SC UPHOLDS CHANGES TO SC/ST ATROCITIES LAW
11, Feb 2020
Prelims level : Rights Issues Mains level : GS-II Welfare schemes for vulnerable sections of the population by the Centre and States and the performance of these schemes; mechanisms, laws, institutions and Bodies constituted for the protection and betterment of these Vulnerable Sections
Why in News?
- The Supreme Court recently upheld the constitutional validity of the SC/ST Amendment Act, 2018 which rules out anticipatory bail in case of atrocities against SC/STs.
What is Anticipatory Bail?
- Under Indian criminal law, there is a provision for anticipatory bail under Section 438 of the Criminal Procedure Code.
- Law Commission of India in its 41st report recommended incorporating this provision in procedure code.
- This provision allows a person to seek bail in anticipation of an arrest on accusation of having committed a non-bailable offence.
- Anticipatory bail is a direction to release a person on bail, issued even before the person is arrested.
- It is only issued by the Sessions court and High Court.
SCs and the STs (Prevention of Atrocities) Amendment Act, 2018:
- The 2018 amendment act was proposed to nullify the safeguards proposed by the Supreme Court. The amendments proposed were:
- Investigating officer will not require the approval of any authority for the arrest of an accused.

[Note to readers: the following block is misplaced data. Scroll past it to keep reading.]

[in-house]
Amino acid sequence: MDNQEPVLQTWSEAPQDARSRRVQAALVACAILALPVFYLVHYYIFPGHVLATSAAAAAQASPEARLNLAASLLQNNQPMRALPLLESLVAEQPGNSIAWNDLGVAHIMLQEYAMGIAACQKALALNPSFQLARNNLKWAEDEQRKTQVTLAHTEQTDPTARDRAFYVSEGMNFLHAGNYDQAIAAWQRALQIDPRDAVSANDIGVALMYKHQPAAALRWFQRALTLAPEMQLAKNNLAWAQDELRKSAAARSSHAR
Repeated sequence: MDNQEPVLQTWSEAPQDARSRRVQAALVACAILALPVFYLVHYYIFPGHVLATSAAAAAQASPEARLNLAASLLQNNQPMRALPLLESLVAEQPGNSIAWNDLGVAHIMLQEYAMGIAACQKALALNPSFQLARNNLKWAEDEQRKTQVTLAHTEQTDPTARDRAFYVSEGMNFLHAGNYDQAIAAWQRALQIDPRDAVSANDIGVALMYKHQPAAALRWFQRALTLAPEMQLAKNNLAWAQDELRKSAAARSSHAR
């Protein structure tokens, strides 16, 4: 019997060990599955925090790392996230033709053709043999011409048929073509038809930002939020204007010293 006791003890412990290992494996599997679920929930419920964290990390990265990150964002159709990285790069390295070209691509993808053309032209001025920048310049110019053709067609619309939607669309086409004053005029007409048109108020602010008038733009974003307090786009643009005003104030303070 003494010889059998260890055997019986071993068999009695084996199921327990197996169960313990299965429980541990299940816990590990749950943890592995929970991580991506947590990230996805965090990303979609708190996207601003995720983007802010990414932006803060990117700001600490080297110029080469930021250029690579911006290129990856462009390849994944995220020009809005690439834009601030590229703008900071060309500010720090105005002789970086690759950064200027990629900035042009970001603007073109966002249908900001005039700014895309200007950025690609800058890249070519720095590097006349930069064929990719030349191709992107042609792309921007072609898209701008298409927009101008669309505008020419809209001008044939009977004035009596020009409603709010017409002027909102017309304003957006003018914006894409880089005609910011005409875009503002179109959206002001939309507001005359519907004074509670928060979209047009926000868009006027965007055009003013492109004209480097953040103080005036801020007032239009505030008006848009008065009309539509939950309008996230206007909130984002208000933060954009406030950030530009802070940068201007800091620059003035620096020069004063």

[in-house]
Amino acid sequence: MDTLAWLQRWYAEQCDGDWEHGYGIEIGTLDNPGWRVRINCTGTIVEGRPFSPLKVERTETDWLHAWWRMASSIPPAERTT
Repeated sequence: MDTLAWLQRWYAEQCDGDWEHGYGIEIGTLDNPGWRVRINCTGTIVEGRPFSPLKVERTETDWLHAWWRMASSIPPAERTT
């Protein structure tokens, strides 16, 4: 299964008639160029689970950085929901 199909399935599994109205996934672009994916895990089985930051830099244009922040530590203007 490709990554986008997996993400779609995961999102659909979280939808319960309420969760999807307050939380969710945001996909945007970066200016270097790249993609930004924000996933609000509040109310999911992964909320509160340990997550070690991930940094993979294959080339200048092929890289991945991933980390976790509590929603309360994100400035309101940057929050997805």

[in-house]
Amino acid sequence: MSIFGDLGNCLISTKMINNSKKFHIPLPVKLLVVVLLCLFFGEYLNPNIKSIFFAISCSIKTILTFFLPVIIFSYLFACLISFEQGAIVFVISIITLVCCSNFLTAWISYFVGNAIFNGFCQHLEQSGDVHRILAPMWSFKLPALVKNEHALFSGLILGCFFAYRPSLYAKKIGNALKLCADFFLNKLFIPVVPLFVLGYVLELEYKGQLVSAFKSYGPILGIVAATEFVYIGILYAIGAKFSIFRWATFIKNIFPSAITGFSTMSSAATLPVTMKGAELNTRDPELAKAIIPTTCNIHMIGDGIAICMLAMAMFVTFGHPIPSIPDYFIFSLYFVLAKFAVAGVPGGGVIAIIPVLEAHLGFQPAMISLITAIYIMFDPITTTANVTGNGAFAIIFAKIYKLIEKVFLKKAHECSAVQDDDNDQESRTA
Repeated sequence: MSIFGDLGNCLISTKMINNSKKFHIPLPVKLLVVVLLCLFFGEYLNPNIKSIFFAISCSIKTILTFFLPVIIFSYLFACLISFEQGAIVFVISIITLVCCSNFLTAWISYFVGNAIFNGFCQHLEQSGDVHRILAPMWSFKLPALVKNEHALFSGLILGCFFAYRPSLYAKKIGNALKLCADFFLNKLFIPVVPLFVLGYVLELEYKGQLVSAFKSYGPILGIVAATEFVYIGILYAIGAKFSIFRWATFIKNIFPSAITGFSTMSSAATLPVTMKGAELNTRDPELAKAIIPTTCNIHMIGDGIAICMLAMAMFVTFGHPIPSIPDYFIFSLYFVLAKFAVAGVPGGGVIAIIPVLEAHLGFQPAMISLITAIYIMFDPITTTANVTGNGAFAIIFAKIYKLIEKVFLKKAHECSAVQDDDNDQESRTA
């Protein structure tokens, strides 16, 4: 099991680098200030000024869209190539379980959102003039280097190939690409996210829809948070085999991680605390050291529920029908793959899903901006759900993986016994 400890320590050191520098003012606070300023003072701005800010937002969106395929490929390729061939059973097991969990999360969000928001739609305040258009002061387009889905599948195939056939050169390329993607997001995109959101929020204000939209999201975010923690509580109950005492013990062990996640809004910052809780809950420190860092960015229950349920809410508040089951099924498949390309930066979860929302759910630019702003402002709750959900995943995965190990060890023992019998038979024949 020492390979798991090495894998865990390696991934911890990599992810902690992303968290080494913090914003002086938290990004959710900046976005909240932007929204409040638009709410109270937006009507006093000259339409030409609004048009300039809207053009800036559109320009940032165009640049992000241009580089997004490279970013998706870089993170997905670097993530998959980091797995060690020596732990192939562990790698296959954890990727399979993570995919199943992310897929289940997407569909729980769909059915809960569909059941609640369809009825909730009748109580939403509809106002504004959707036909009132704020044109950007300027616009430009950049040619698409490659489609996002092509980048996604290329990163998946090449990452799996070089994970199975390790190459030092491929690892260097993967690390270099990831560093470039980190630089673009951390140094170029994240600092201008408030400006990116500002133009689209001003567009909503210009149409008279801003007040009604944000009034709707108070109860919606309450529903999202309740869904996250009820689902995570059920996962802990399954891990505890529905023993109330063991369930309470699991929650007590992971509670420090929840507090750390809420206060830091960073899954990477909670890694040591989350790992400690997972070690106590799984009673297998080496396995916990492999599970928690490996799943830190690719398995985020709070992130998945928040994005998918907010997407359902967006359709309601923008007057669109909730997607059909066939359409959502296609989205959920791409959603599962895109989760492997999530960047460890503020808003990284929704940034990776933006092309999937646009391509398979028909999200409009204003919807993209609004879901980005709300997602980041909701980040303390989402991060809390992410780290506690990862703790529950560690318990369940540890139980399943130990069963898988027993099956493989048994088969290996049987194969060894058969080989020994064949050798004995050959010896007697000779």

- Preliminary enquiry will not be required for the registration of a First Information Report against a person accused under the Act.
- Persons accused of committing an offence under the Act cannot apply for Anticipatory Bail.
- To avoid any ambiguity the act proposes that these provisions apply despite any judgments or orders of a court that provide otherwise. These amendments to the prevention of atrocities act were questioned in the Supreme Court as ultra vires (beyond the powers).
What are the Supreme Court’s Rulings?
- The SC in Subhash Kashinath Mahajan Vs State of Maharashtra on March 2018 held that no absolute bar against the anti-atrocities law if no prima facie case is made out or if judicial scrutiny reveals the complaint to be prima facie mala fide.
- Now the Parliament introduced the controversial amendment in 2018. It inserted Section 18A in the original Scheduled Castes and Scheduled Tribes (Prevention of Atrocities) Act of 1989.
- Section 18 A reaffirms the original legislative intention that Section 438 CrPC (pre-arrest bail) is not applicable to accused booked under the atrocities law.
- In February 2020 judgement in Prathvi Raj Chouhan Case, the SC has upheld Section 18A and said that the High Courts will have an “inherent power” to grant anticipatory bail in cases in which prima facie an offence under the 1989 law is not made out.
What is the Governments Argument?
- The government had enacted the Amendments, saying the Scheduled Castes and Scheduled Tribes continued to face the same social stigma, poverty and humiliation which they had been subjected to for centuries.
Why such rulings were given by SC?
- The judgment had diluted the original 1989 legislation, saying they were using its provisions to file false criminal complaints against innocent persons.
Need for an hour:
- Anticipatory Bail in this case should be used sparingly and in very exceptional cases. Otherwise Miscarriage of Justice may result and the intention of Parliament to protect SCs and STs will be defeated.